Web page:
Osadía, von Mühlenbrock's stylish new restaurant, was the perfect place to celebrate my 40th. Joining us at our table, the dashing 29-year-old chef told us how his well-to-do family originally frowned on his decision to go into the restaurant biz. "Their image of a chef was this fat guy who would come out of the kitchen every once in a while to smoke a cigarette. And a restaurant was a place where you would go to get steak and French fries." Today, von Mühlenbrock is something of a poster boy for Santiago's gourmet set, appearing on TV, writing a food column for a glossy magazine, and giving cooking classes in a teaching kitchen in the restaurant's basement.
Osadía's eclectic seasonal menu ventures far from steak and fries: Peruvian ceviche, seafood ravioli, and fish, chicken, pork, beef, and rabbit, in simple but often surprising combinations (rabbit with spaetzle, for example). The dessert sampler (which I had to order; it was my birthday, after all) has a surfeit of mousses, tarts, truffles, and sorbets.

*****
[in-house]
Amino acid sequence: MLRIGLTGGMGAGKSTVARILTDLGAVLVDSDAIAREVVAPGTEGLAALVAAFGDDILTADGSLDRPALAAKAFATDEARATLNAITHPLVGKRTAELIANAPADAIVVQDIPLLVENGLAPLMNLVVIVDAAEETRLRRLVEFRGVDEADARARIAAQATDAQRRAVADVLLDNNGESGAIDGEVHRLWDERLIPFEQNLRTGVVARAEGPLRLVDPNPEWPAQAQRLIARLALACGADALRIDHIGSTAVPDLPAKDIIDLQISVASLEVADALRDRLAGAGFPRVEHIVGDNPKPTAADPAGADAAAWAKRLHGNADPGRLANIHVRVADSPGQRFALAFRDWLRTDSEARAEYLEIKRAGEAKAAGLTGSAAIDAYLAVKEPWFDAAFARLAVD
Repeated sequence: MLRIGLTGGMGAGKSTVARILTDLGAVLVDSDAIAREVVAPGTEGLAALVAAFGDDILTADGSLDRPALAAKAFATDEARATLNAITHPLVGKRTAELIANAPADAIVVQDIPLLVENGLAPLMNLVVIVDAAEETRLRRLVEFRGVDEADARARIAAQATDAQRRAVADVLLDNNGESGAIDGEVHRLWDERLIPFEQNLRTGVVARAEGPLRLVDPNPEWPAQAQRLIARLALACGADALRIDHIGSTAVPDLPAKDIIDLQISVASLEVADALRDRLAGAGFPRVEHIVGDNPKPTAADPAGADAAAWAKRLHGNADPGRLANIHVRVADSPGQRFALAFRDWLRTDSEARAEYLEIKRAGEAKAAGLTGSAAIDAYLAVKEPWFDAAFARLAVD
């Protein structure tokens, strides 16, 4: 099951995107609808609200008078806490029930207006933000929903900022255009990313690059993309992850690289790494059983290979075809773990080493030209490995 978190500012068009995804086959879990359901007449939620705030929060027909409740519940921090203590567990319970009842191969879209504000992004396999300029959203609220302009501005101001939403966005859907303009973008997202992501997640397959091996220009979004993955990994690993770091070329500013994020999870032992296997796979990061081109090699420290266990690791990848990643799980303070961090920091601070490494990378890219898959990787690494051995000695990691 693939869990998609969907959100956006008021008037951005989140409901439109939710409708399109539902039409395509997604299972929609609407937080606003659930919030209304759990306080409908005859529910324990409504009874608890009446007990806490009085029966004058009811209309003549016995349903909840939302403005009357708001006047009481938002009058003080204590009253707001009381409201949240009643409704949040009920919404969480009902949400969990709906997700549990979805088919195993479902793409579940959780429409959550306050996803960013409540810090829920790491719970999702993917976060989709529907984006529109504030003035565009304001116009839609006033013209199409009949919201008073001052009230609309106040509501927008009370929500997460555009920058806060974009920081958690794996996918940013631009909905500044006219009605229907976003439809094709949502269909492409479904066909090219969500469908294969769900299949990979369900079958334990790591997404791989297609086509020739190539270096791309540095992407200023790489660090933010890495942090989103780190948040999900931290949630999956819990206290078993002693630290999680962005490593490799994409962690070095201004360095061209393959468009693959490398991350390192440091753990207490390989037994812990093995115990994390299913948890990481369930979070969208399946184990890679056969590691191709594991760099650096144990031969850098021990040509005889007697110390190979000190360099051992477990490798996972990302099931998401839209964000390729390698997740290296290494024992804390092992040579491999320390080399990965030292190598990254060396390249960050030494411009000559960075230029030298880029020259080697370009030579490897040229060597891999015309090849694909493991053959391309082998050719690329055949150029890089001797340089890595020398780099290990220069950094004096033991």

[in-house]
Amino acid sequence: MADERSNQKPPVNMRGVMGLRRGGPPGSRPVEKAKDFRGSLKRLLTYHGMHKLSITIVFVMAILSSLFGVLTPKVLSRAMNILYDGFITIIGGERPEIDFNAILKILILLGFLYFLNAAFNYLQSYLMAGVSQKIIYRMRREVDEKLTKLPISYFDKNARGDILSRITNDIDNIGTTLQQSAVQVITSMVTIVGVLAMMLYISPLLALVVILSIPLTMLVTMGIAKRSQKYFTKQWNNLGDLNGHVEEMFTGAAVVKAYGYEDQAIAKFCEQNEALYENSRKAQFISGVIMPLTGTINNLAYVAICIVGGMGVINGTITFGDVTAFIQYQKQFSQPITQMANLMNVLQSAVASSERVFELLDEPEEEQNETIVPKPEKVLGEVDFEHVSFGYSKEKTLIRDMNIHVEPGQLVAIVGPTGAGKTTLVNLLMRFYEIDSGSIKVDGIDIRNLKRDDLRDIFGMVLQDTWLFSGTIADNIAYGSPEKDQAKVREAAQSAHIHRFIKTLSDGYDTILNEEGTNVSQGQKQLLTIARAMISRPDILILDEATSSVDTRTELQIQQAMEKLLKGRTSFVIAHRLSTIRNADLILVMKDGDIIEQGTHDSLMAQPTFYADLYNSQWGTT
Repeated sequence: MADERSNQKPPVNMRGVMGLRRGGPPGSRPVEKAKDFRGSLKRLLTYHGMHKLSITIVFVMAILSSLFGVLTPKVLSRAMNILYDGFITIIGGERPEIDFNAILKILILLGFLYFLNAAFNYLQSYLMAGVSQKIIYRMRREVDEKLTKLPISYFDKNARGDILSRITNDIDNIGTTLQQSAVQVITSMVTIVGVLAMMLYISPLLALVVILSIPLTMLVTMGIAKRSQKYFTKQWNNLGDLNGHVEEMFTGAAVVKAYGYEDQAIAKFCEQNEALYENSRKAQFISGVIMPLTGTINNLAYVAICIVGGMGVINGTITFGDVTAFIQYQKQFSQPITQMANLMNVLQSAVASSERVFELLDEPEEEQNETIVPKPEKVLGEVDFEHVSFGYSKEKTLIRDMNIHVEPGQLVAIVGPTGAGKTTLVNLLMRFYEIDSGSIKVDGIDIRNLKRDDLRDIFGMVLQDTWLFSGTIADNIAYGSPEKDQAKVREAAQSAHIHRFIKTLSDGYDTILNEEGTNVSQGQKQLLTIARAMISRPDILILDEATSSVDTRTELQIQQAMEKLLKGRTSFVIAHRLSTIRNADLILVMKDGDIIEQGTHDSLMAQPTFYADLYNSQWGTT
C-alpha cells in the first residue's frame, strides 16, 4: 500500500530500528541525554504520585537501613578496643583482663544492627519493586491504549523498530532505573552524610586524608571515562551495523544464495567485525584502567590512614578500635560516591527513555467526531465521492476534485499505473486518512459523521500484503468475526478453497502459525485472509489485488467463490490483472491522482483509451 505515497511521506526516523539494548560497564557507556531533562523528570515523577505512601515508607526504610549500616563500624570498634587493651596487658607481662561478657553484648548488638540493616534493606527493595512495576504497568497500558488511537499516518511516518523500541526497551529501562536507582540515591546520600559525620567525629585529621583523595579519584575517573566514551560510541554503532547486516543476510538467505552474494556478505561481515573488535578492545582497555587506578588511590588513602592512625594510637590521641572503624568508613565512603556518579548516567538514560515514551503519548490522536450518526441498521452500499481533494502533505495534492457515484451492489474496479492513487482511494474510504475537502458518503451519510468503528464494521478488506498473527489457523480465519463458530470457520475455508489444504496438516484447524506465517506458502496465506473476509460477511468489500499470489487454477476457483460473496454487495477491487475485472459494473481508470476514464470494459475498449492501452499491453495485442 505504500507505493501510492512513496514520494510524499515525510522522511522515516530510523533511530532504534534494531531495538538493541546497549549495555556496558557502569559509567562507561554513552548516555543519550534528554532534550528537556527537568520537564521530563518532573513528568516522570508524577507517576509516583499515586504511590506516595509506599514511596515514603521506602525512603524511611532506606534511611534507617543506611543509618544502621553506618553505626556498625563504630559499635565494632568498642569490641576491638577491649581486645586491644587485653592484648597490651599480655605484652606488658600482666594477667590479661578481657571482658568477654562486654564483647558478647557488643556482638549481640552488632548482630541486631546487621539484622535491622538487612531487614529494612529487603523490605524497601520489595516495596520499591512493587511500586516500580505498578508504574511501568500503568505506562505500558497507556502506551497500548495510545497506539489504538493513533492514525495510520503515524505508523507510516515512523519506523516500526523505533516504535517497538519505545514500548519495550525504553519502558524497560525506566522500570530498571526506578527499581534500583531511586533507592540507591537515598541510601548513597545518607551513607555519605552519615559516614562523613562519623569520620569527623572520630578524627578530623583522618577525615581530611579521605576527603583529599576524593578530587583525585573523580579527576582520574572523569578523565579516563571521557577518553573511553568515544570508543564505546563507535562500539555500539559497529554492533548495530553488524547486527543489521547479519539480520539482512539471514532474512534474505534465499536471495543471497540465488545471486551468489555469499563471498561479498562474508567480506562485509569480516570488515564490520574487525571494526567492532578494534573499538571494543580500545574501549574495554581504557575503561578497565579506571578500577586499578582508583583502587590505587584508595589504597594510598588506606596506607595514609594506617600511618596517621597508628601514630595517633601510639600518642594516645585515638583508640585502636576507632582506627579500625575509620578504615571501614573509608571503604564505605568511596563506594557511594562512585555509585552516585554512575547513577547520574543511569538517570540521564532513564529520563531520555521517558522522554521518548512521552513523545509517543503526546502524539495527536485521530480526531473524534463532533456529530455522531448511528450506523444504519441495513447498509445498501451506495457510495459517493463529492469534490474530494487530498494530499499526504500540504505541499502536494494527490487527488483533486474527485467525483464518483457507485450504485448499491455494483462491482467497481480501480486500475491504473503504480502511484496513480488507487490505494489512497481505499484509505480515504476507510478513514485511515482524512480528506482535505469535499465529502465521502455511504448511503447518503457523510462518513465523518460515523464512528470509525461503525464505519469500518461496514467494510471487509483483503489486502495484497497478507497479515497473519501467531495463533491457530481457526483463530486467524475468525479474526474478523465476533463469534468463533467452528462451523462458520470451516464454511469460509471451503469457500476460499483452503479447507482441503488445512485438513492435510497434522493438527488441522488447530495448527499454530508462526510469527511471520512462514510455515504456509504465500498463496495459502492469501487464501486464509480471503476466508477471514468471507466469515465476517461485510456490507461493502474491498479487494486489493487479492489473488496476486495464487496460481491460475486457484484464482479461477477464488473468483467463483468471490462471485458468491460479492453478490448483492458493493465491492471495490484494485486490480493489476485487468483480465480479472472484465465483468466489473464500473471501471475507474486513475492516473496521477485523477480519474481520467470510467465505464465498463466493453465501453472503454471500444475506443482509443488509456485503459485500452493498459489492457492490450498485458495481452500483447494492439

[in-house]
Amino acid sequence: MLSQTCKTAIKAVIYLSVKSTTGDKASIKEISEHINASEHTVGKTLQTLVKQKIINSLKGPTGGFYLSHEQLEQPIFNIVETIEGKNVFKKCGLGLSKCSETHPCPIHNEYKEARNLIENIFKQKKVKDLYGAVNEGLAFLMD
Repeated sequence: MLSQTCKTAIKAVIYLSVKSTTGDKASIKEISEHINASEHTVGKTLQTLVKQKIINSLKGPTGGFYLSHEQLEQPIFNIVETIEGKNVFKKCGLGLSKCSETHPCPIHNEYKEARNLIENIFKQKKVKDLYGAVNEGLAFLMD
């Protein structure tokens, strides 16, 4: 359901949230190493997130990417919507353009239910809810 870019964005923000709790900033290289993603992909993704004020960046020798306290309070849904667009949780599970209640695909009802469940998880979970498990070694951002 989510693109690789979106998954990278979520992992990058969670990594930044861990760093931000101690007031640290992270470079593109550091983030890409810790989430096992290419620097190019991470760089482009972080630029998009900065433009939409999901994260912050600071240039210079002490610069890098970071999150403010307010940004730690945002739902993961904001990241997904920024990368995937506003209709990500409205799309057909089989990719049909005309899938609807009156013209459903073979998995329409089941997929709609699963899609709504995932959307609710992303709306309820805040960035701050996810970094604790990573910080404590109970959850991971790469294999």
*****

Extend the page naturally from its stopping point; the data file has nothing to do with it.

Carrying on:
The increasing number of non-Chileans moving to the city and setting up businesses is also giving Santiago a cosmopolitan jolt. "You've got French, Japanese, Spaniards, Peruvians, New Zealanders - all sorts of people coming in," notes Dell Taylor, an Auckland native who quit her office job four years ago to open the popular Café Melba. "They're bringing new skills, new ideas, new standards, and a diversity that simply didn't exist before." Her cafe, for example, offers "exactly what a New Zealander or Australian would look for": lots of light, good fresh food, and an informal, helpful staff. And Santiaguinos have taken to it heartily: The lines at lunchtime stretch to the street.